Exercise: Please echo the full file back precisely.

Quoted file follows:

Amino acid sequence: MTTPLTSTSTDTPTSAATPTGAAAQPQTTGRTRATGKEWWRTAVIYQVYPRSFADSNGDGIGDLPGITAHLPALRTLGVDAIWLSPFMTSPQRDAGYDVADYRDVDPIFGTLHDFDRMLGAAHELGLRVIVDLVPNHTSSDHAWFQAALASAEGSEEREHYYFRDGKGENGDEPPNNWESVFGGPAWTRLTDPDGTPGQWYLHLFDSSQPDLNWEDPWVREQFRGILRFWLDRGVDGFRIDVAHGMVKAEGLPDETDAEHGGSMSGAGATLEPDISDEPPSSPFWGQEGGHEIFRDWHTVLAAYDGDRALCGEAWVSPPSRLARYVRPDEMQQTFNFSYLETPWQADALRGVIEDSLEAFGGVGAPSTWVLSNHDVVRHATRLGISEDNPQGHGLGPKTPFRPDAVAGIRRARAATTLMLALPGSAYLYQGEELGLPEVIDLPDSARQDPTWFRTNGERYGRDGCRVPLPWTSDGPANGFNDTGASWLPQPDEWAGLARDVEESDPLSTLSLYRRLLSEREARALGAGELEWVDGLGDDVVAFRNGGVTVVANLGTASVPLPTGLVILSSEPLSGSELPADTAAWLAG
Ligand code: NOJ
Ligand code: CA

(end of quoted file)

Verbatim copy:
Amino acid sequence: MTTPLTSTSTDTPTSAATPTGAAAQPQTTGRTRATGKEWWRTAVIYQVYPRSFADSNGDGIGDLPGITAHLPALRTLGVDAIWLSPFMTSPQRDAGYDVADYRDVDPIFGTLHDFDRMLGAAHELGLRVIVDLVPNHTSSDHAWFQAALASAEGSEEREHYYFRDGKGENGDEPPNNWESVFGGPAWTRLTDPDGTPGQWYLHLFDSSQPDLNWEDPWVREQFRGILRFWLDRGVDGFRIDVAHGMVKAEGLPDETDAEHGGSMSGAGATLEPDISDEPPSSPFWGQEGGHEIFRDWHTVLAAYDGDRALCGEAWVSPPSRLARYVRPDEMQQTFNFSYLETPWQADALRGVIEDSLEAFGGVGAPSTWVLSNHDVVRHATRLGISEDNPQGHGLGPKTPFRPDAVAGIRRARAATTLMLALPGSAYLYQGEELGLPEVIDLPDSARQDPTWFRTNGERYGRDGCRVPLPWTSDGPANGFNDTGASWLPQPDEWAGLARDVEESDPLSTLSLYRRLLSEREARALGAGELEWVDGLGDDVVAFRNGGVTVVANLGTASVPLPTGLVILSSEPLSGSELPADTAAWLAG
Ligand code: NOJ
Ligand code: CA